ARC Book Review: The Glass Spare by Lauren DeStefano
ashley | I have immensely enjoyed a number of books by Lauren DeStefano, so I was really excited to pick up The Glass Spare. The premise sounded intriguing, though a little familiar, and I was looking forward to seeing how DeStefano put her touch on it.
I really loved the relationship between the siblings here. Well, all of them except Baren, who was just a miserable little thing. But Wil had such a sweet and unique relationship with her older brothers Owen and Gerdie, and I really liked how they all kind of looked out for each other and shared similar, skeptical insights about their father. It kind of gave me a Game of Thrones feel, back when the Starks were a happy family for like, five minutes of the series.
I was really worried that this book would be, well, a book of cliches and a thinly veiled retelling of the King Midas myth, but I really loved what DeStefano did with this. The structure is pretty familiar, and there were parts that felt kind of slow, but the world she built is pretty thorough and magical and she mixed all the best elements of adventure and fantasy together with well rounded characters that again, weren’t necessarily new, but were made of all the best elements of a character in these kinds of books.
Wil was the headstrong, fearless female determined to prove she was more than just a princess spare. Her brothers were all individually unique and complex as well, Gerdie’s experimental alchemy and special bond with Wil was one of my favourites. The mysterious Loom and Zay were also intriguing and well formed characters. Zay could have easily been a character you disliked, but there was something deeper to her that made you understand her harshness and the way she and Wil grew to respect each other was really great. The chemistry between Loom and Wil was your typical love/hate, intrigue/suspicious dynamic that you find a lot in books like this, but it was done so well that it just reminded me why that certain dynamic often makes me weak in the knees.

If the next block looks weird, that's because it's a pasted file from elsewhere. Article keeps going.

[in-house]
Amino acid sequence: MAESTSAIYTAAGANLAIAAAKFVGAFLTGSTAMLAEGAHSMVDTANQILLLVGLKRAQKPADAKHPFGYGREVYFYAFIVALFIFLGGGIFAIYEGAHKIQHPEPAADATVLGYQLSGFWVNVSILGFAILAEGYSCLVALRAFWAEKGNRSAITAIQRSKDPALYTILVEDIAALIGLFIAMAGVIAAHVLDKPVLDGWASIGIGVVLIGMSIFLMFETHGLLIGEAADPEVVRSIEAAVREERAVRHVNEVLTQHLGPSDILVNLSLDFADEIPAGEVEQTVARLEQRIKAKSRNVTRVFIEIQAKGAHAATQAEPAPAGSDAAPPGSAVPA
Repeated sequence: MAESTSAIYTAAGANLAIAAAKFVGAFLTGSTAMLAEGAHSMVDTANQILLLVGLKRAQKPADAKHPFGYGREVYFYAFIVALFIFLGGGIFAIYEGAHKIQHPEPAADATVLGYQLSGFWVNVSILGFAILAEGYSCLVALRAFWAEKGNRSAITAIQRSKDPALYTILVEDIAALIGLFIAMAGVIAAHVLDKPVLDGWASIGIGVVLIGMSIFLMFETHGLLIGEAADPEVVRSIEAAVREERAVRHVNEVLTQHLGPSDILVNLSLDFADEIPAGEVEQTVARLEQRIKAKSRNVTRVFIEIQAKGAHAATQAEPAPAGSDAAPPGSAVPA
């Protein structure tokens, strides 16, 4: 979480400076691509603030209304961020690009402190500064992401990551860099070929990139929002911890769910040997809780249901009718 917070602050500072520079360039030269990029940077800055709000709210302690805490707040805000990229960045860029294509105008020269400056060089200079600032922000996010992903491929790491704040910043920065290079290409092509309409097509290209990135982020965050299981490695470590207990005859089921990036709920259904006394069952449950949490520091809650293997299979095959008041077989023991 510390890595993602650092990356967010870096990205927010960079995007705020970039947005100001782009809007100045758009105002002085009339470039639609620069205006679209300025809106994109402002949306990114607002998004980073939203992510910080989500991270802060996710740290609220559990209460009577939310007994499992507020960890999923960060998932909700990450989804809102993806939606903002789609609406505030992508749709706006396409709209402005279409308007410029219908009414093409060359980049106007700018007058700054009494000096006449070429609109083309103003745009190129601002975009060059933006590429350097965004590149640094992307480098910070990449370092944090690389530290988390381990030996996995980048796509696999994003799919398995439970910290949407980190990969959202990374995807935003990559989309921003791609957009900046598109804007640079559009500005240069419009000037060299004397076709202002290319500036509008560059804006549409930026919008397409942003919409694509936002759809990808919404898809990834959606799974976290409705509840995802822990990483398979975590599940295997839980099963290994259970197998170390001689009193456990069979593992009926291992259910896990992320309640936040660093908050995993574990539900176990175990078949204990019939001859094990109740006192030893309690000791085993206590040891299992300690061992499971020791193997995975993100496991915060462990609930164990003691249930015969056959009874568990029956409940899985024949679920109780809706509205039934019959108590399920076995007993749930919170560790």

Stories like this are beginning to be oh so common, so when one pops up that makes me feel carefree and adventurous, reminding me why I love reading so much and giving me that sense of escape, I can’t help but want to scream it to the world. This was one of those books. I could see the destination in the distance, but the journey getting there was still so much fun and such a thrill, with great company, that it made the trip absolutely worth it.
Sidenote: DeStefano wrote a very heartfelt note as her review for this book on Goodreads about what she was dealing with while writing this and how debilitating her struggle with OCD and mental illness has been. I suggest you go read it, it doesn’t necessarily tie into the story or provide a clear representation of the inspiration behind the book, but it’s inspiring and a moving, complimentary companion to this book.
october 24, 2017